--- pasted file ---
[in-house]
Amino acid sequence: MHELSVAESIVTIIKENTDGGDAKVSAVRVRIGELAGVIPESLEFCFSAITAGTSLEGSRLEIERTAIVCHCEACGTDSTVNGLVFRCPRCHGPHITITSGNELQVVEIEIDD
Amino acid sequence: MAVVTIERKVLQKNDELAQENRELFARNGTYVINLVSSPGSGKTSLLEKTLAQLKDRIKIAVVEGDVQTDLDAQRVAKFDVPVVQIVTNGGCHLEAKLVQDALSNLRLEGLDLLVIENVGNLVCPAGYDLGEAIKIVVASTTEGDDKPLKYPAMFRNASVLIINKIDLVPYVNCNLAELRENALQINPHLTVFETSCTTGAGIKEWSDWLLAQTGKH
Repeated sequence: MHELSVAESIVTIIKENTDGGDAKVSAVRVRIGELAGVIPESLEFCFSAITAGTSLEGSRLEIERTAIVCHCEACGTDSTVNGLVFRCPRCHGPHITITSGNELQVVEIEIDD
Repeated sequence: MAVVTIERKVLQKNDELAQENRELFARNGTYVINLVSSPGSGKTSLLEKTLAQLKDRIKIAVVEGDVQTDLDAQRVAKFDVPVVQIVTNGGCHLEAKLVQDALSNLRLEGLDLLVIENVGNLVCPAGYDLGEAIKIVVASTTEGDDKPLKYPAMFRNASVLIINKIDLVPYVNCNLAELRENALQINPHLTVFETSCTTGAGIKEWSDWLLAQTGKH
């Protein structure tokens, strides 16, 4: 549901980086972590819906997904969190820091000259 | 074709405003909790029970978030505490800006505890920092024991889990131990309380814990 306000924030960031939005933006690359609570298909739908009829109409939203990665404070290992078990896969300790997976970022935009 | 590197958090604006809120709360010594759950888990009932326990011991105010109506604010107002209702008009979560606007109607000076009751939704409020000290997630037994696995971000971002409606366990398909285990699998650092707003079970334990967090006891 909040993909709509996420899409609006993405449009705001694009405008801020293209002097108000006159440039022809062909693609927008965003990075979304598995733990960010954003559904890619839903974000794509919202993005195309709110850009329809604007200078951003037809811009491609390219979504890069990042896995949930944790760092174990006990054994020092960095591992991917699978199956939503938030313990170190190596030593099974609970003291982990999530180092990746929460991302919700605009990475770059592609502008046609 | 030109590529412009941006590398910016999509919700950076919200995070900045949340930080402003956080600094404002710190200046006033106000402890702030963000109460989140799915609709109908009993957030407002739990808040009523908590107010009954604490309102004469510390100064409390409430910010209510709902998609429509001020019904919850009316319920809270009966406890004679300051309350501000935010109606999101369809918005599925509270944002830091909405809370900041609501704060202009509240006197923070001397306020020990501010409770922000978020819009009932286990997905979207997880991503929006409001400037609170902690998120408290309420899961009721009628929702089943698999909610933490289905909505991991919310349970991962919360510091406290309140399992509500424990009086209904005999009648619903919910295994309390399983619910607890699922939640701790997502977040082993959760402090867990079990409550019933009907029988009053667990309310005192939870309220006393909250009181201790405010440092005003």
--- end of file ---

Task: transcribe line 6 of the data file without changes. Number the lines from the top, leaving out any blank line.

């Protein structure tokens, strides 16, 4: 549901980086972590819906997904969190820091000259 | 074709405003909790029970978030505490800006505890920092024991889990131990309380814990 306000924030960031939005933006690359609570298909739908009829109409939203990665404070290992078990896969300790997976970022935009 | 590197958090604006809120709360010594759950888990009932326990011991105010109506604010107002209702008009979560606007109607000076009751939704409020000290997630037994696995971000971002409606366990398909285990699998650092707003079970334990967090006891 909040993909709509996420899409609006993405449009705001694009405008801020293209002097108000006159440039022809062909693609927008965003990075979304598995733990960010954003559904890619839903974000794509919202993005195309709110850009329809604007200078951003037809811009491609390219979504890069990042896995949930944790760092174990006990054994020092960095591992991917699978199956939503938030313990170190190596030593099974609970003291982990999530180092990746929460991302919700605009990475770059592609502008046609 | 030109590529412009941006590398910016999509919700950076919200995070900045949340930080402003956080600094404002710190200046006033106000402890702030963000109460989140799915609709109908009993957030407002739990808040009523908590107010009954604490309102004469510390100064409390409430910010209510709902998609429509001020019904919850009316319920809270009966406890004679300051309350501000935010109606999101369809918005599925509270944002830091909405809370900041609501704060202009509240006197923070001397306020020990501010409770922000978020819009009932286990997905979207997880991503929006409001400037609170902690998120408290309420899961009721009628929702089943698999909610933490289905909505991991919310349970991962919360510091406290309140399992509500424990009086209904005999009648619903919910295994309390399983619910607890699922939640701790997502977040082993959760402090867990079990409550019933009907029988009053667990309310005192939870309220006393909250009181201790405010440092005003």